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eCommerce metrics and KPIs: the path to profit

Discover the measures that matter on the road to eCommerce success.
A person using a calculator with their laptop open.

Part and parcel of eCommerce is managing the performance of the website and creating the right key performance indicators.

Metrics are needed in eCommerce – just like any walk of life. Just like how your teacher at school graded you, with eCommerce, you get to grade the performance of your eCommerce store. We call them KPIs – key performance indicators. KPIs are the measures that matter on the road to eCommerce success.

Our goal with our eCommerce business is pretty straightforward: to make it as simple as possible for shoppers to discover our store, then find the products they are looking for when they search online, and convert these shoppers into customers. To know whether we are achieving this goal, we need to know about our performance – which means we need to understand metrics and KPIs.

  • A metric is any quantifiable, consistently defined measurement of performance. Sample metrics include average order value, page load times, conversion rate, and cart abandonment rate. You will remember we covered off these concepts in courses 1-3.
  • A KPI (key performance indicator) is a specific metric that is important. A KPI is the specific target you want YOUR store to achieve. Typically, there are only a few of these important metrics that matter. For example, knowing the number of site visits is important, but not as important as the conversion rate, site performance or average order value.

Without metrics or KPIs, how can you gauge progress over time? You’d be making decisions based on ideas, opinions and preference. Not the sort of thing you want – or need to do when there is so much information at your fingertips. You need KPIs to focus on the tactics required to accomplish your goals.

We can further split our KPIs into two different types:

  • Site performance: best practice is to monitor product page load times, landing page load times and customer drop-offs during checkout.
  • Trading KPIs: whether the site is performing to your plans around revenue, conversion rate and average basket value. These trading KPIs are often divided into sales/revenue KPIs, marketing KPIs and operational KPIs.

KPI sources

The big benefit of eCommerce and digital marketing in general is the ability to measure metrics and optimise performance with very specific information. The list of eCommerce metrics you could follow is huge.

The good news is that eCommerce platforms like BigCommerce, Shopify and WooCommerce Analytics have reporting and data analysis tools to give you all the metrics and KPIs that you could possibly want – and more!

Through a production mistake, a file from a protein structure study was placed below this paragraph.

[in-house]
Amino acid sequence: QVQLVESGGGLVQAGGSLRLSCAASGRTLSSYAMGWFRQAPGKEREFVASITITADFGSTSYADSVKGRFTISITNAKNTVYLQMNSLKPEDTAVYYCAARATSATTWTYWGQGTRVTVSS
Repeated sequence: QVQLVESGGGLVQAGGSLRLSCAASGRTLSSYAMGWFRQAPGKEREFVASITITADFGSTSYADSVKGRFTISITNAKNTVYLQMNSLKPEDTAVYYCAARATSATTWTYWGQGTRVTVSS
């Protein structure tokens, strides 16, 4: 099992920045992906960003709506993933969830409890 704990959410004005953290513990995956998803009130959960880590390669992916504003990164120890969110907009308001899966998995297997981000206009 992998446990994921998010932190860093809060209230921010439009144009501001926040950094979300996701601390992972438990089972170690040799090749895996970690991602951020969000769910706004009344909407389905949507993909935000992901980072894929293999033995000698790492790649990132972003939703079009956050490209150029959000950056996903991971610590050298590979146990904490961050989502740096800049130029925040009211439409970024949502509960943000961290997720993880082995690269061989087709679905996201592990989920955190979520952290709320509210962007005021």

For example, BigCommerce and Shopify can show you visitor metrics, order trends, performance down to the individual product level, date ranges to check if the time of year impacts your sales, and revenue by customer segment. There is tonnes of information on what is happening across your store, product pages, homepage, checkout page and shopping carts. They can even show you the point where a shopper exit occurred and allow you to make educated guesses on why that happened.

Create your own dashboard

With so much data, it’s easy to get overwhelmed. The best way to fix this is to create an eCommerce dashboard with the KPIs you want as a hub for all the important business and performance data you need. Having a snapshot view of your store will highlight all the things you need to know on one or two screens. Shopify, WooCommerce and BigCommerce have these ‘out of the box’.

Judgement and KPIs

Your metrics and KPIs capture specific information for you to interpret and action. For example, knowing your KPIs means you will know how to keep a keen eye on search results, best sellers, and ratings and reviews.

However, key performance indicators are only partial measures of something. The word ‘indicator’ gives that away. As you can imagine, there are lots of variables that affect individual KPIs.

The data from your metrics gives you information in the form of numbers, percentages and statistics to help create an insight. Insight describes how those numbers behave to form a trend. Insights are over time, while data is about a point in time – in the past.

What you want to do is combine the data with insight – and combine with external expertise, knowledge and information to create a conclusion for the next action you should take. This will give you an insight and understanding – and a personal feel for your store.

In other words, KPIs are one thing; what is much more important is what you do with that information.

To find out about creating KPIs that matter, what they mean and what to do with them, go to the next step.

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Creating and Measuring Success in eCommerce

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